The overflow across the knife-edge 86 runs into the compartment 8l at the front of the sterilizer and through the discharge port 88 and discharge conduit ll to the ejector 53, from which it is ejected past the air brake 5l to the drain conduit 58. It will be seen that said compartment 87 and the discharge conduit 11 provide a reservoir for the overflow, for cooling it to afford the ejecting action, similarly as in the previous examples. An automatic signal of the arrival of sterilizing temperature, and automatic cut-off of the steam supply may be provided if desired, as in the other embodiments. In the example of Fig. 5 the water compartment within which the articles are supported in immersed position is provided in part by the wall of the sterilizer chamber and in part by the movable bulkhead 85, while in Fig. 1 the overflow is in eiect built into a wall of the sterilizer chamber which itself is also the water compartment, and in Fig. 4 the water compartment is in a container spaced from the main chamber walls. In other instances the water compartment may be a unit which is bodily removable relative to the main enclosure of the sterilizer.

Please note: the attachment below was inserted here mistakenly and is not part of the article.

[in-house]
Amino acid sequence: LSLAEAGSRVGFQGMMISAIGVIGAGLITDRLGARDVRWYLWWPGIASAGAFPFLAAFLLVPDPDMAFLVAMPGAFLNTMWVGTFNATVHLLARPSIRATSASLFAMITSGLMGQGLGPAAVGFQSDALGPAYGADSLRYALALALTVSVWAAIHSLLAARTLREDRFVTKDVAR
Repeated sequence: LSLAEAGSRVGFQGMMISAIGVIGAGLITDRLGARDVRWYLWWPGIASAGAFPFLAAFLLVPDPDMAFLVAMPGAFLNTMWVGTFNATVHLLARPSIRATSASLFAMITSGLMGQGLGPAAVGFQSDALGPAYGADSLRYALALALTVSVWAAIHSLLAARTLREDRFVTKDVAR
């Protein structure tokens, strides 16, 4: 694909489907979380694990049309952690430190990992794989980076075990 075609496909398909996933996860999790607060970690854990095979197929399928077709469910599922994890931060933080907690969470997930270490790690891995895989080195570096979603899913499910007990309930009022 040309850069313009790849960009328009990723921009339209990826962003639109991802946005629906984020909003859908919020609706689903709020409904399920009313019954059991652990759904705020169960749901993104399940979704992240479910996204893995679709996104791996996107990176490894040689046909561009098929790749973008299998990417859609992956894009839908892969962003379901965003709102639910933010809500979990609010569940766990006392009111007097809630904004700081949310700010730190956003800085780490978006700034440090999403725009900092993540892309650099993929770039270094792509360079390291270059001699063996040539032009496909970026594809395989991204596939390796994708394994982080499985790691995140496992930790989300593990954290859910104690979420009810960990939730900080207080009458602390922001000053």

From the foregoing it will be apparent that the method of my invention includes some or all of the following steps or operations: subjecting dirty articles and instruments to be cleaned and sterilized to immersion in water in a pressuretight main chamber, applying heat to and raising the temperature of the water to a heated state; carrying off from the articles any dirty oily matter thereon, raising it to the surface of the water and causing said matter to be continuously discharged from the water chamber and from the sterilizer until substantially but a monomolecular oil lm remains on the water surface, sterilizing said film, continuing the heating action until a selected temperature preferably of at least 270 degrees 1*". and a corresponding steam pressure are reached, signaling the arrival of said temperature, cutting ofrr the heat supply manually or automatically, draining the water chamber and relieving the pressure in the sterilizer, and effecting the complete sterilization and drying of the treated articles in the sterilizer, in full readiness for use.y

My invention is not limited to the particular means or steps as herein illustrated or described, and I point out its scope in my following claims.

I claim: